Marcellus Shale infrastructure inadequate, energy exec says
A lack of pipelines, storage capacity and processing plants could seriously limit natural gas production in Pennsylvania's Marcellus Shale region, industry experts said Tuesday.
"The opportunity for Marcellus Shale production growth can be overwhelmed by a lack of infrastructure," said Scott Soler, managing director of Houston-based private equity firm Quantum Energy Partners.
He was one of more than a dozen speakers at the Marcellus Midstream Conference and Exhibition that drew about 750 to the Westin Convention Center Hotel, Downtown. It was sponsored by Hart Energy Publishing LLLP of Houston.
Soler said an estimated $10 billion must be spent on pipelines, processing and storage facilities within five years to keep up with projected production.
The Marcellus Shale formation encompasses about 63 million acres in seven states, including most of Pennsylvania. Estimates indicate the formation holds enough recoverable natural gas to satisfy all U.S. needs for 23 years.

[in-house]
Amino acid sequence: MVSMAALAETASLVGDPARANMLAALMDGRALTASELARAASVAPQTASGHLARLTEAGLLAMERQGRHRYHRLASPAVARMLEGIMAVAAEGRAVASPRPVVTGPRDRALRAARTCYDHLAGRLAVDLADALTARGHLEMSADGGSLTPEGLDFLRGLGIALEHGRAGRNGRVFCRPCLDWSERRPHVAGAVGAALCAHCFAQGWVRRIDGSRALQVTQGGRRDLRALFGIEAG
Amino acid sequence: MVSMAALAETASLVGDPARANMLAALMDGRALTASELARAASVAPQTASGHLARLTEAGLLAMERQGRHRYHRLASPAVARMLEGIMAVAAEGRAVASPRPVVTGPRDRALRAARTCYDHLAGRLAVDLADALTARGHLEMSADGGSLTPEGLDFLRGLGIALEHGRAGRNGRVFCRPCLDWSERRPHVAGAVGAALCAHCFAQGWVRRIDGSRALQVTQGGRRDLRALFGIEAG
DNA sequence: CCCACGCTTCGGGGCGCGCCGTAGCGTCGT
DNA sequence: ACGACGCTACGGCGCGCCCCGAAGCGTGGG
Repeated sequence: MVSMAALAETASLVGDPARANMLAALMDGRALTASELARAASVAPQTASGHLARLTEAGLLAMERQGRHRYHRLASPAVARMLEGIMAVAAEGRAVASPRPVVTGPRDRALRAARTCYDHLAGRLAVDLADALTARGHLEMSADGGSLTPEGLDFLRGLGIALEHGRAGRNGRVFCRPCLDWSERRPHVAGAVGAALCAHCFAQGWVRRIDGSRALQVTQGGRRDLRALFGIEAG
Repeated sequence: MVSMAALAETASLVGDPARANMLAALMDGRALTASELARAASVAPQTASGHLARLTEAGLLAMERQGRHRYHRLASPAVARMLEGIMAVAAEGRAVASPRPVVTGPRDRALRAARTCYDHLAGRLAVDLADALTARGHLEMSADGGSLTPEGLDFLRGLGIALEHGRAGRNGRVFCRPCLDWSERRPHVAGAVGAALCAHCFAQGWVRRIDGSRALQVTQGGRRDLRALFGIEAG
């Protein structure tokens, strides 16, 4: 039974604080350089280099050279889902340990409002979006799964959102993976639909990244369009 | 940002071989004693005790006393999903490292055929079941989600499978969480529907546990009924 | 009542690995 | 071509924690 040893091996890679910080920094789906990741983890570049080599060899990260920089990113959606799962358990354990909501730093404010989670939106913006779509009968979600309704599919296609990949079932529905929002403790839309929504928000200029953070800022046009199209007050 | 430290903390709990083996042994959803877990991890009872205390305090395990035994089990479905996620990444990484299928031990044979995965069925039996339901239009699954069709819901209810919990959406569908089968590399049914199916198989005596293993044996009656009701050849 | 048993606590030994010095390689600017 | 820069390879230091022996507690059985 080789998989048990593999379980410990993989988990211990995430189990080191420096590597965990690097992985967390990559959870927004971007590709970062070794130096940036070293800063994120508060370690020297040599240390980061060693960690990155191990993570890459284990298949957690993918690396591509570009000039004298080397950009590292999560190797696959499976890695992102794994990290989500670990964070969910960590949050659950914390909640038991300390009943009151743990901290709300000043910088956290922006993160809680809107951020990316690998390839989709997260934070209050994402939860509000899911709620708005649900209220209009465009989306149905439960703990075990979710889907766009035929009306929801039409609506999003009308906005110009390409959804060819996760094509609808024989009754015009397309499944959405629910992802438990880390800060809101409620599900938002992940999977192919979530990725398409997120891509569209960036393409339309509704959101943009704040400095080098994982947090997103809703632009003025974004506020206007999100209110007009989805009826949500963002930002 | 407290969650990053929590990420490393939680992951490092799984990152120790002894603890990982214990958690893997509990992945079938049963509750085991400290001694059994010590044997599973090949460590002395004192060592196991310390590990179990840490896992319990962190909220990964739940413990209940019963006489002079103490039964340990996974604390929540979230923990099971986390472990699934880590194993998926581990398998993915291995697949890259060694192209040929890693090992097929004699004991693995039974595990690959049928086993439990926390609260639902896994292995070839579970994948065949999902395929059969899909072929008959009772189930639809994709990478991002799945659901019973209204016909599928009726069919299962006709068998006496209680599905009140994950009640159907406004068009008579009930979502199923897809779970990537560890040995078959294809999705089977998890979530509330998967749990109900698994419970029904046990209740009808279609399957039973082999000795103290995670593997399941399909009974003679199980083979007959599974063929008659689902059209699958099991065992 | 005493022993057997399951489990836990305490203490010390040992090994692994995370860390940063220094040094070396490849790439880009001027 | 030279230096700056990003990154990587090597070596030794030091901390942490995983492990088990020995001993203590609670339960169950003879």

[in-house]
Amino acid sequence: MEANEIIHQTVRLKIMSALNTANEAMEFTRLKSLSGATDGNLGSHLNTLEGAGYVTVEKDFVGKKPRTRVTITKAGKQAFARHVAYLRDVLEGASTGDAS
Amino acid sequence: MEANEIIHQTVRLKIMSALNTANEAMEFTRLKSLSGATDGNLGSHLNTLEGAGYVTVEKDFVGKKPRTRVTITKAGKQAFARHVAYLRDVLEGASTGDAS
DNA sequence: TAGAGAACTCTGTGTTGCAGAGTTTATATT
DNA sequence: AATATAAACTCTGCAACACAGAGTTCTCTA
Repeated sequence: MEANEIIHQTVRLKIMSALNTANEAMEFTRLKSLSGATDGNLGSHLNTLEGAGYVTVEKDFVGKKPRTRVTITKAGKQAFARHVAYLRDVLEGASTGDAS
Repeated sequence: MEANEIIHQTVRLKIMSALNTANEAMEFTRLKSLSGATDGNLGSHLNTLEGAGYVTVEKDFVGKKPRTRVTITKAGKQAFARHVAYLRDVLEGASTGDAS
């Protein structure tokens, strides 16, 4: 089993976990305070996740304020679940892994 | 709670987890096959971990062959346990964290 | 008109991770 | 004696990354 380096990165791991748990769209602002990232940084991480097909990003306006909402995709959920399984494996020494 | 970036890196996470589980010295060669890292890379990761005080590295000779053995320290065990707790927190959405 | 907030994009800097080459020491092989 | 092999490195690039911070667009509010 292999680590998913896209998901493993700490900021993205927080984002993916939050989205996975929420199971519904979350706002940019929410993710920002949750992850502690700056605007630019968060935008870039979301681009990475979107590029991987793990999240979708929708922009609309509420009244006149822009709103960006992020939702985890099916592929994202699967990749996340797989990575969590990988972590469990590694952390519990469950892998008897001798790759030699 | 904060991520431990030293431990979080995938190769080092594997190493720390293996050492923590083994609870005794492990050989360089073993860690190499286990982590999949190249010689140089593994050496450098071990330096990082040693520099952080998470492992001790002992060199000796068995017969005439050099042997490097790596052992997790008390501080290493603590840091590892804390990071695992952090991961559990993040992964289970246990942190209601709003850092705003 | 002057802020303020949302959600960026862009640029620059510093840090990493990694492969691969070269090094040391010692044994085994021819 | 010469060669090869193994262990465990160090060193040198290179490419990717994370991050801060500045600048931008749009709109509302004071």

Bentek Energy LLC, of Evergreen, Colo., projects Marcellus production of 4 billion cubic feet to 6 billion cubic feet per day by 2014, compared to about 2.2 billion cubic feet per day last year.
The industry has begun construction of or announced more than 30 pipeline expansion projects in the Northeast, according to Bentek. The projects would add more than 12 billion cubic feet per day of total pipeline transportation capacity to markets and interconnections in the region.
One project was announced Monday. Dominion Resources Inc. said it plans to gather, process and transport up to 300,000 cubic feet per day of Marcellus natural gas produced in Pennsylvania, West Virginia and Ohio.
Richmond, Va.-based Dominion plans to locate new facilities to process and break down gas into its various liquid and gaseous components in North-Central West Virginia.
The company plans to ask federal regulators for permission to convert an existing interstate pipeline in Ohio and West Virginia to carry just-produced gas with its many components intact, allowing Marcellus producers to tap directly into the line.
Dominion's announcement comes about a month after it agreed to sell its Appalachian exploration and production business to Consol Energy Inc. for $3.475 billion, a deal that is expected to close by the end of this month.